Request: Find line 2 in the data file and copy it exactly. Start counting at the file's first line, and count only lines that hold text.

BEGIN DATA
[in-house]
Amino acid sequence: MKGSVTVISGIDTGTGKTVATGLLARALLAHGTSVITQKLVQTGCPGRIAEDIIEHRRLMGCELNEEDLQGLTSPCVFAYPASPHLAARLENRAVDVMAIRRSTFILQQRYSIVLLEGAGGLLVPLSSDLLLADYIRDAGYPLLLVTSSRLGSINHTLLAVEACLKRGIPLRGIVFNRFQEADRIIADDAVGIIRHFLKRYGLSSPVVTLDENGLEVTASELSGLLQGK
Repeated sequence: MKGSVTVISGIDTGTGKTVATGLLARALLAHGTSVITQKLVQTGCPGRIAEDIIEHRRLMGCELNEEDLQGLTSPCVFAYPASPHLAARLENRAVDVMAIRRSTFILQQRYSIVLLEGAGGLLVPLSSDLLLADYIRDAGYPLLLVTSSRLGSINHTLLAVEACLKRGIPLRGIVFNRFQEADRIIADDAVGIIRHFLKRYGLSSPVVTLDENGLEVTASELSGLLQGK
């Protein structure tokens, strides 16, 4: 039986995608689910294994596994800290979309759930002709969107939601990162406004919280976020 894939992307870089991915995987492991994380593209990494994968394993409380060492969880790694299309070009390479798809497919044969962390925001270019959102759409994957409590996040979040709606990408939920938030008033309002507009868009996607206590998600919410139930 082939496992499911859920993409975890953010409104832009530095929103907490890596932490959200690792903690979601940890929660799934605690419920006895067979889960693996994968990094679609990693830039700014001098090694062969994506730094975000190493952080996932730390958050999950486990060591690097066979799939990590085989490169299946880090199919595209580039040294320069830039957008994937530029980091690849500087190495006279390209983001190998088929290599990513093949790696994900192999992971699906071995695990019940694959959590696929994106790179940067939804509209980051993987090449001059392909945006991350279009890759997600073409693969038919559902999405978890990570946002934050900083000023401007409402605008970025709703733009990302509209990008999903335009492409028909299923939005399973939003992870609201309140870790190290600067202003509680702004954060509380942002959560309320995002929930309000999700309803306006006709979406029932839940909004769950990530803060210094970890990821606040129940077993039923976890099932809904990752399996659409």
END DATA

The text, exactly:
Amino acid sequence: MKGSVTVISGIDTGTGKTVATGLLARALLAHGTSVITQKLVQTGCPGRIAEDIIEHRRLMGCELNEEDLQGLTSPCVFAYPASPHLAARLENRAVDVMAIRRSTFILQQRYSIVLLEGAGGLLVPLSSDLLLADYIRDAGYPLLLVTSSRLGSINHTLLAVEACLKRGIPLRGIVFNRFQEADRIIADDAVGIIRHFLKRYGLSSPVVTLDENGLEVTASELSGLLQGK